Some notable producers in attendance at the Consorzio Vino Chianti tasting were Castello di Poppiano-Guicciardini (Chianti Colli Fiorentini), Fattoria Poggio Capponi (Chianti Montespertoli), La Querce (Chianti Colli Fiorentini), Podere Volpaio (nicely aged Chianti Riservas), and Villa Travignoli (Chianti Rufina), although it is difficult to just mention these few, as there are now many quality Chianti wine producers in the market.
Chianti is not just red wine, as the highly prized Vin Santo del Chianti dessert wines shine brightly, with their fragrant, nutty character, a perfect end to a meal. Made with Trebbiano and Malvasia grapes, dried on straw mats or in wooden boxes to concentrate the sugars, aged in small oak barrels for at least three years or more, the Vin Santo can vary in sweetness levels, from bone-dry (like a Fino Sherry) to extremely sweet, a liquid nectar of the gods. An example, Tenuta di Morzano makes a complex, aged Vin Santo, which is excellent, with lots of acidity in its Vin Santo del Chianti DOC “Piovano Arlotto” 1994. For a unique take on Vin Santo, Societa Agricola Venatoria Tacinaia produces a red Vin Santo, the Occhio di Pernice 2008 is a medium dry, very good dessert wine that will rock your palate.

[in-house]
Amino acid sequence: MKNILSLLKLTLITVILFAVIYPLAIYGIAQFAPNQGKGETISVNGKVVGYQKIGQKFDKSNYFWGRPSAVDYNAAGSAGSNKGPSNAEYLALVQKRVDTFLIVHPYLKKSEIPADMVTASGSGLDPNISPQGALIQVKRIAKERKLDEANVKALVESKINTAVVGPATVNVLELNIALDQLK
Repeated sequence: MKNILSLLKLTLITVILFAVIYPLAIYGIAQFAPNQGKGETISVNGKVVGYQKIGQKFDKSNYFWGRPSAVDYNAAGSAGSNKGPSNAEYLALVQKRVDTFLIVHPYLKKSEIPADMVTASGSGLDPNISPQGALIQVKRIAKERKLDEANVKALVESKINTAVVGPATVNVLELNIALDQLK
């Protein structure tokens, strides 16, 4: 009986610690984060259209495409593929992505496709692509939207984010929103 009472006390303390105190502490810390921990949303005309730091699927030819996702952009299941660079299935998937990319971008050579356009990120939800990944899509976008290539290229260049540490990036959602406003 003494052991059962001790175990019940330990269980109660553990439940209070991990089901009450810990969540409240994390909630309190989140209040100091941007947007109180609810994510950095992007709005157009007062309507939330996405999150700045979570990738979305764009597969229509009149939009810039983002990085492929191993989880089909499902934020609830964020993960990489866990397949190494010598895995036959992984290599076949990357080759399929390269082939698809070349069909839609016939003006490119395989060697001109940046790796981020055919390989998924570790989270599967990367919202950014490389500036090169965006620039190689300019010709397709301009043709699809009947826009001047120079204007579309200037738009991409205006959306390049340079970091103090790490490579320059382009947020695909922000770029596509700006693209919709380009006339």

Currently, some of these wines are not available in the US, as these smaller producers are in the market for an importer, who can bring them to your local wine shop. In the meantime, sample the new Chianti wines, and revel in the taste of Tuscany.